May 12, 2010

MTA lists Preakness options

A reader had a reasonable inquiry about the avaialability of transit service to the Preakness on Saturday. Not long after that, the Maryland Transit Administration sent me the following news release answering those questions:

 (BALTIMORE, MD) May 13, 2010 – By taking MTA’s Local Bus, Metro Subway, or Light Rail services to Pimlico Race Course, Preakness fans can relax and avoid traffic delays and parking hassles.

On Saturday, May 15, 2010 shuttle buses will run between the Rogers Avenue Metro Subway station, the Cold Spring Lane Light Rail stop and Poly-Western High School to accommodate fans. All shuttle service will run from 8 AM until 2 PM and resume after Preakness (10th race) has been run until approximately 7:30 PM. Since each rail or bus boarding requires payment of a fare, riders are encouraged to purchase Day Passes for $3.50 ($1.20 for seniors and people with disabilities with MTA-issued identification).

The best transit options to Preakness are as follows:


Continue reading "MTA lists Preakness options" »

Posted by Michael Dresser at 3:11 PM | | Comments (0)

March 30, 2010

MTA seeks volunteers to test new 'smart' card

The Maryland Transit Administration is seeking volunteers to help test its planned "smart" electronic fare card, which is now scheduled to roll  out this fall.

The new card will allow passengers to pay the exact amount of their fare out of pre-established accounts by tapping the card against a sensor or the gate or  farebox.

The test of the unfortunately named CharmCard -- aren't you all sick of this Charm City this, Charm Ciity that? -- will include local buses and the Metro subway as well as bus and rail transit services in the Washhington area.

Continue reading "MTA seeks volunteers to test new 'smart' card" »

Posted by Michael Dresser at 9:42 AM | | Comments (11)

March 29, 2010

MTA chief weighs in on communication issues

MTA Administrator Ralign Wells plans to disable some of the agency's less reliable email notification services and go back to the drawing board.

Wells says he's been disappointed with the performance of the services that are supposed to notify passengers of problems on the Metro subway and bus lines. He plans to discontinue them until they can be done right.

The MTA chief called to follow up on a complaint registered recently by Alisa Bralove-Scherr about a problem she had with the Metro in which the email notification service failed her. Bralove-Scherr had arrived at the Owings Mills station anout 9:30 one morning only to be told the station was closed and that she would have to go to Old Court to catch a train. None of the MTA employees she encountered could explain what happened.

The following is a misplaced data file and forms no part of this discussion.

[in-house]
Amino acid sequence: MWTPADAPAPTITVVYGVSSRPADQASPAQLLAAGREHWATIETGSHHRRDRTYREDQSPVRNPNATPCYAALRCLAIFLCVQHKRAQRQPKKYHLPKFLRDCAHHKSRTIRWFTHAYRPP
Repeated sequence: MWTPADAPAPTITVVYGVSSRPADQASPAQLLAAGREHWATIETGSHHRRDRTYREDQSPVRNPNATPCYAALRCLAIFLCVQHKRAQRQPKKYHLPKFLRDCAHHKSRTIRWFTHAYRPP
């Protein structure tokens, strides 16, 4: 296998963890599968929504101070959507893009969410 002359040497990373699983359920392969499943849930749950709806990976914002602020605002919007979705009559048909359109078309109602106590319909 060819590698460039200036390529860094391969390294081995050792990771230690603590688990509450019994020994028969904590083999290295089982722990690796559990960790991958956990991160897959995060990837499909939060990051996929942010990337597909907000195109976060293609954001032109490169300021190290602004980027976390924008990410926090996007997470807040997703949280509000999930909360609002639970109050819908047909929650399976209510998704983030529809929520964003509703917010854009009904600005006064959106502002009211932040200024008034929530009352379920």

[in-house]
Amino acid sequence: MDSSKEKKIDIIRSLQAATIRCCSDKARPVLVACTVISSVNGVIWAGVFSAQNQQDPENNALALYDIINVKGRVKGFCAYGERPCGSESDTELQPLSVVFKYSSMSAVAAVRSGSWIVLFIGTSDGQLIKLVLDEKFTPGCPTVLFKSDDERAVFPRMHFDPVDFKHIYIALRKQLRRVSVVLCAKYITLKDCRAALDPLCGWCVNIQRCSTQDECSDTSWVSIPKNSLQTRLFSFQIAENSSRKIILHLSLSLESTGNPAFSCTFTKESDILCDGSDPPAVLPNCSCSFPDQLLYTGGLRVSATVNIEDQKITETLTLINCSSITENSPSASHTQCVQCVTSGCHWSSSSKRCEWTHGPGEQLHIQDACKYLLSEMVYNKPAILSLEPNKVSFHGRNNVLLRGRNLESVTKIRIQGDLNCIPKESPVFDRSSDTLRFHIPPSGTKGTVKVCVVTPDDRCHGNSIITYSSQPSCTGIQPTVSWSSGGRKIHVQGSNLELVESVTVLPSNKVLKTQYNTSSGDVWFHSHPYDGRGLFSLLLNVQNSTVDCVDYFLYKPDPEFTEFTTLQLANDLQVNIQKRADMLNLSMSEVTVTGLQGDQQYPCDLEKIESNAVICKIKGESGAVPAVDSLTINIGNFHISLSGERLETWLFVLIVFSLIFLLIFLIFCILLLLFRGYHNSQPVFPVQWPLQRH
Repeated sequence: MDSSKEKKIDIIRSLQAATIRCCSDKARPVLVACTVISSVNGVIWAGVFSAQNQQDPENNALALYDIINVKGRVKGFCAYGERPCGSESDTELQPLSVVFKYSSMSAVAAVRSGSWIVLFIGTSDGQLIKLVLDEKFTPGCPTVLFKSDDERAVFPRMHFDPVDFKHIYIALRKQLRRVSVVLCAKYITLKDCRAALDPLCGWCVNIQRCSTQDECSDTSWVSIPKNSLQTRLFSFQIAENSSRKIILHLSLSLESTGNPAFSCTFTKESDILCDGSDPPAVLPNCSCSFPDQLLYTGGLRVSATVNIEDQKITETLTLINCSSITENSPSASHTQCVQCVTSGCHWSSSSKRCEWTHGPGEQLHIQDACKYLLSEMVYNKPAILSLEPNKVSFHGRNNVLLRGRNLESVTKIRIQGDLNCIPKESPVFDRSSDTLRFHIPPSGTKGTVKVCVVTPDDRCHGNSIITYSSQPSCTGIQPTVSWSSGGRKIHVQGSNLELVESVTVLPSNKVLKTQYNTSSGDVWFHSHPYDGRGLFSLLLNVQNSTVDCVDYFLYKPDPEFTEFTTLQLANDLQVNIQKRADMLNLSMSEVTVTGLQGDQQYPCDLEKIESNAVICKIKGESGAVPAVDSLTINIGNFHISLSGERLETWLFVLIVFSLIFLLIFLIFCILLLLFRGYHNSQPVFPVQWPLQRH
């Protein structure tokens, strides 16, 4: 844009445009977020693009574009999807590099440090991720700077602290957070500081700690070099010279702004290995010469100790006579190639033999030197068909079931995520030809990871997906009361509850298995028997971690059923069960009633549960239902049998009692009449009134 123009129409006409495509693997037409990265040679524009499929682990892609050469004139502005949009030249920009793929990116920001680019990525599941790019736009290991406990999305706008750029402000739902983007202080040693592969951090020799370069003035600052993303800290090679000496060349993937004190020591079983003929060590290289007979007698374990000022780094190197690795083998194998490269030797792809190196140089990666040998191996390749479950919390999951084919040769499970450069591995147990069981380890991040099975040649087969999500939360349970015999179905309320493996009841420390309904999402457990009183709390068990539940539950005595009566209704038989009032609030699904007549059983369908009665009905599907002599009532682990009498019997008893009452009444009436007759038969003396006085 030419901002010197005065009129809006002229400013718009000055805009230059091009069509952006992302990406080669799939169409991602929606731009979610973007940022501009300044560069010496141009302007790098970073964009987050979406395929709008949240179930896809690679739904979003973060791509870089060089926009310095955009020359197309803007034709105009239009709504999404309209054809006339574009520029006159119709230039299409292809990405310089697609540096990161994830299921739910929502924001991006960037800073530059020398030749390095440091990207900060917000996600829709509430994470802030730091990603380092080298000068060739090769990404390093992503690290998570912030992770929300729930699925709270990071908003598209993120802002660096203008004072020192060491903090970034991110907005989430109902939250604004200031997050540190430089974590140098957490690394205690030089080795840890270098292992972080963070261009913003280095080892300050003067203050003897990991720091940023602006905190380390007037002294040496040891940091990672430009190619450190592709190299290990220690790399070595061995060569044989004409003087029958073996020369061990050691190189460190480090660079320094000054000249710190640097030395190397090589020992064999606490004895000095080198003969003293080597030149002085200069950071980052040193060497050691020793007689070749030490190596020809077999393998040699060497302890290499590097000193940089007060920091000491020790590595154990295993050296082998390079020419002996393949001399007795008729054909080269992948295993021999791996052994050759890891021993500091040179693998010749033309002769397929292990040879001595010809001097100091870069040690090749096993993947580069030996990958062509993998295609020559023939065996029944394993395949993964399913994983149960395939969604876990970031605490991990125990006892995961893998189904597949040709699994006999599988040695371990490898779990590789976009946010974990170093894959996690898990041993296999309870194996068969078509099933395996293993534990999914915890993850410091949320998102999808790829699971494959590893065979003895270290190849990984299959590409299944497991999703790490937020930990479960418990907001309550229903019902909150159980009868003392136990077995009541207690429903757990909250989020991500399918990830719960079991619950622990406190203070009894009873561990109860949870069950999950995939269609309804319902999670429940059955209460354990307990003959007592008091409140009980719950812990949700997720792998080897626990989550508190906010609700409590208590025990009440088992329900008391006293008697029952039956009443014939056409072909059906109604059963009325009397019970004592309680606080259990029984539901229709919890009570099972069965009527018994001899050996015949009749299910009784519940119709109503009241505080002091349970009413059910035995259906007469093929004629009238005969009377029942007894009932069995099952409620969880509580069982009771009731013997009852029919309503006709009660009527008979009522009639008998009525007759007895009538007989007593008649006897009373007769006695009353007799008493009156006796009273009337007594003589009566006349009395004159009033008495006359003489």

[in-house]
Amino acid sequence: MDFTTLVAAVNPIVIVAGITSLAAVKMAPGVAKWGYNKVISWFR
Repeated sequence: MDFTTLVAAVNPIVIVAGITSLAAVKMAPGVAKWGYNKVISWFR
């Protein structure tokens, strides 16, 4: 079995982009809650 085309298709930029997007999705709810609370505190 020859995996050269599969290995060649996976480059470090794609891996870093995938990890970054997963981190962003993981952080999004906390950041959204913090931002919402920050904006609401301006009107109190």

Continue reading "MTA chief weighs in on communication issues" »

Posted by Michael Dresser at 4:28 PM | | Comments (4)

March 25, 2010

Metro customer's plight explained (lamely)

Remember the plight of Alisa Bralove-Scherr, who wrote Getting There to describe how she was turned away from Owings Mills station the other morning with no reason being given? She was wondering why, when she moved on to Old Court station to pick up her train, an MTA employee had no idea what was going on.

Well, the MTA now has an explanation -- albeit a  lame one.

According to the MTA's  Angela White, the MTA was conducting maintenance for 40 minutes Tuesday morning -- just as Bralove-Scherr arrived  at Owings Mills for her train. She said the service was restored before 10 a.m. -- but that was too late to help Bralove-Scherr.

White said the station manager and train operator had been informed of the decision to temporarily close the Owings Mills station. She did not know why that information was not passed on to customers.

So why would the MTA be doing maintenance work that would close a station down on a weekday morning? No word as yet.

Continue reading "Metro customer's plight explained (lamely)" »

Posted by Michael Dresser at 3:09 PM | | Comments (8)
Categories: Baltimore Metro

March 23, 2010

MTA Metro customer turned aside, left in dark

To be fair to the Maryland Transit Administration. I don't get many complaints about the Baltimore Metro subway. It imploded a bit after the recent snowstorms, which put the aboveground part of the system out of commission for aboutt a week, but most of the time it performs wiith boring efficiency -- even if it's not the most beautiful or versatile transit line on the planet.

This morning, however, brought a heartfelt complaint from  an aggrieved custoemr, Alisa Bralove-Scherr,  who  shared with Getting There a copy of the letter she wrote to MTA Administrator Ralign T. Wells. Here's what she had to say: